They have a dream

Parade: City eighth-graders will continue Martin Luther King's legacy by carrying '60s-type protest signs with 2001 issues in a parade.

January 12, 2001|By Jamie Manfuso | Jamie Manfuso,SUN STAFF

When the city's first parade commemorating the Rev. Martin Luther King Jr.'s birthday winds through West Baltimore on Monday, a group of nearly 50 eighth-graders will be waving protest placards.

By toting signs reminiscent of 1960s protests, the pupils from William H. Lemmel Middle School say they hope to honor the memory of the assassinated civil rights leader.

But their messages, scrawled on posterboard in Crayola markers, reflect issues that they see today - police harassment, underfunded schools and the need for recreation centers.

"We're carrying on King's legacy by doing this," said Charday Hall, one of the students.

Social studies teacher Eleanor Nichols came up with the idea for the protest signs as a way to keep King's ideas relevant today.

"These are issues that they feel really impact on their lives," Nichols said.

The problems noted by the children show how the struggle for equality has become more complex, less clear-cut.

Hall is protesting the graffiti-riddled, out-of-date textbooks that are handed down to Lemmel from Baltimore County schools.

Tabatha Kelly wants more teachers in city schools to reduce class sizes.

Scott Lawrence points to police harassment as his greatest concern. As an example, he said, he recently was riding his new bicycle, a Christmas present, when a police officer tried to push him off it. "He thought I stole it," he said.

Some pupils want more funding for African-American scholarships. For others, racial profiling tops the list.

"A lot of the injustices today are not as overt as they were in the past," Nichols said. "Now these things need to be elevated to a policy level and need to be enforced on this level. You can say `freedom and justice for all,' but you need the mechanism to ensure that some of these things are carried out."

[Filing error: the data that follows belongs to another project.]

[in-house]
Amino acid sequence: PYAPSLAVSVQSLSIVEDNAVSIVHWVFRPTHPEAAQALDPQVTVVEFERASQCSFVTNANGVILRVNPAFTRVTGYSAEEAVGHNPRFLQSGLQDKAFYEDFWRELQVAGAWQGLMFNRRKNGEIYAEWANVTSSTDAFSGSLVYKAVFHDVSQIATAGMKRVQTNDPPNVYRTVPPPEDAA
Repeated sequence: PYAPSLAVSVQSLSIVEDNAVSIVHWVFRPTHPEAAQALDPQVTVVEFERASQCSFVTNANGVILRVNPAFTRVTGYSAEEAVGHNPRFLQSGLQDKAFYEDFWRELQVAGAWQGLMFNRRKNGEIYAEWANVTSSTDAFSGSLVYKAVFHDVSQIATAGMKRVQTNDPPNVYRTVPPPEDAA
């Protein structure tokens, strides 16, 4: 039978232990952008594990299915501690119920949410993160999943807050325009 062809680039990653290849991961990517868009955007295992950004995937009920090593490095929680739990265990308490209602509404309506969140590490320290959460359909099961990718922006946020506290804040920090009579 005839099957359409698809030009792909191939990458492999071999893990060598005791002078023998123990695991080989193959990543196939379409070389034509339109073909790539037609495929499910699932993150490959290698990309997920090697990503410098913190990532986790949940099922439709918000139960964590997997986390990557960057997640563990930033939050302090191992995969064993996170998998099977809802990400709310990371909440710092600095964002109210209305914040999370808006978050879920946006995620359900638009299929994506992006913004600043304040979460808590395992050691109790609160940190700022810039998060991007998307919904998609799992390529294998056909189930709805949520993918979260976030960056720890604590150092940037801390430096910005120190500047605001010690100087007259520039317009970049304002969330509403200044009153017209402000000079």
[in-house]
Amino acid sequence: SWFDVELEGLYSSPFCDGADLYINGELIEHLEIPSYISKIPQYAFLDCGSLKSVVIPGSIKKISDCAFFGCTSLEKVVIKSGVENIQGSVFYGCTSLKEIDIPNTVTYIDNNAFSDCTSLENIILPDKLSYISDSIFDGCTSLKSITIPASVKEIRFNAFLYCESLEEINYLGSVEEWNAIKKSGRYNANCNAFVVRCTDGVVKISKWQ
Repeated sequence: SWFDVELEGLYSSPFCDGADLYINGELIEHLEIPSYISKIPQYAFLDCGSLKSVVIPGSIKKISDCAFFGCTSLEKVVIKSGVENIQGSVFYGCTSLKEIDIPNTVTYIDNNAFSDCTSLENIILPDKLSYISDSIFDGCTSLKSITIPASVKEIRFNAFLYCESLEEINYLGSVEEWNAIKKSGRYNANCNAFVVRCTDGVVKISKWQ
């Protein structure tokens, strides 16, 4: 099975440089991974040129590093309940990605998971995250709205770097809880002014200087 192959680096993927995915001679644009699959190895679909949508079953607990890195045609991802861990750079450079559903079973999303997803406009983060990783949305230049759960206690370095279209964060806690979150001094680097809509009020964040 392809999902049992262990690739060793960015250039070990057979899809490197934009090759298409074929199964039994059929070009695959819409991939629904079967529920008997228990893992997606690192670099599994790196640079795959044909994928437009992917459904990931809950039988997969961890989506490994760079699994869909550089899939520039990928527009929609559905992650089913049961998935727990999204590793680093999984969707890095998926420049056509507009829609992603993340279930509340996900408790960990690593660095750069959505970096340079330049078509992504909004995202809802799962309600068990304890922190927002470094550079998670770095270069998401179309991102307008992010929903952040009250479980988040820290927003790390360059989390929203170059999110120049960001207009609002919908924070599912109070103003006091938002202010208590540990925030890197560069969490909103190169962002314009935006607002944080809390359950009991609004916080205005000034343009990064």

Nichols, who marched in support of efforts to make King's birthday a national holiday, encourages her pupils to attack community problems on a local level, beginning with their classroom.

Earlier this school year, four of the windows in her classroom were broken out, a problem teachers had complained about in the past, but to no avail.

Nichols challenged her students to come up with a plan. So the children and their parents burned up the phone lines contacting school and city officials until the windows were replaced.

"I really try to show them that there is a way to have their problems and issues addressed," Nichols said.

The budding activists will be marching alongside seasoned reformers, including Baltimoreans honored as "living legends" for their contributions to the civil rights movement.

Among them will be the Rev. Sidney Daniels, the Rev. Marion Bascom and the Rev. Chester Wickwire. They were among the activists arrested in July 1963 for protesting segregated facilities at Gwynn Oak Amusement Park in Woodlawn. Gwynn Oak was desegregated on Aug. 28, 1964, one year after King delivered his "I Have a Dream" speech in Washington.

Dr. Levi Watkins, a "living legend" and a cardiac surgeon at the Johns Hopkins University School of Medicine, is the grand marshal.

Katie O'Malley, wife of Mayor Martin O'Malley, came up with the idea for a citywide celebration of King's birthday last year.

Mrs. O'Malley and Marlaa Reid, media director of Bethel African Methodist Episcopal Church in West Baltimore, are honorary co-chairs of the parade.

Churches, choral groups, marching bands and equestrian units also will participate. Organizers attempted to get diverse representation from city groups. An Irish choral group, a Korean traditional drum unit, the Hispanic Democratic Club, Italian-American organizations, and gay and lesbian groups are lined up.

The parade, expected to last about 2 1/2 hours, is scheduled to begin at noon at Martin Luther King Boulevard and Eutaw Street. Several downtown streets will be closed between 9 a.m. and 3 p.m.

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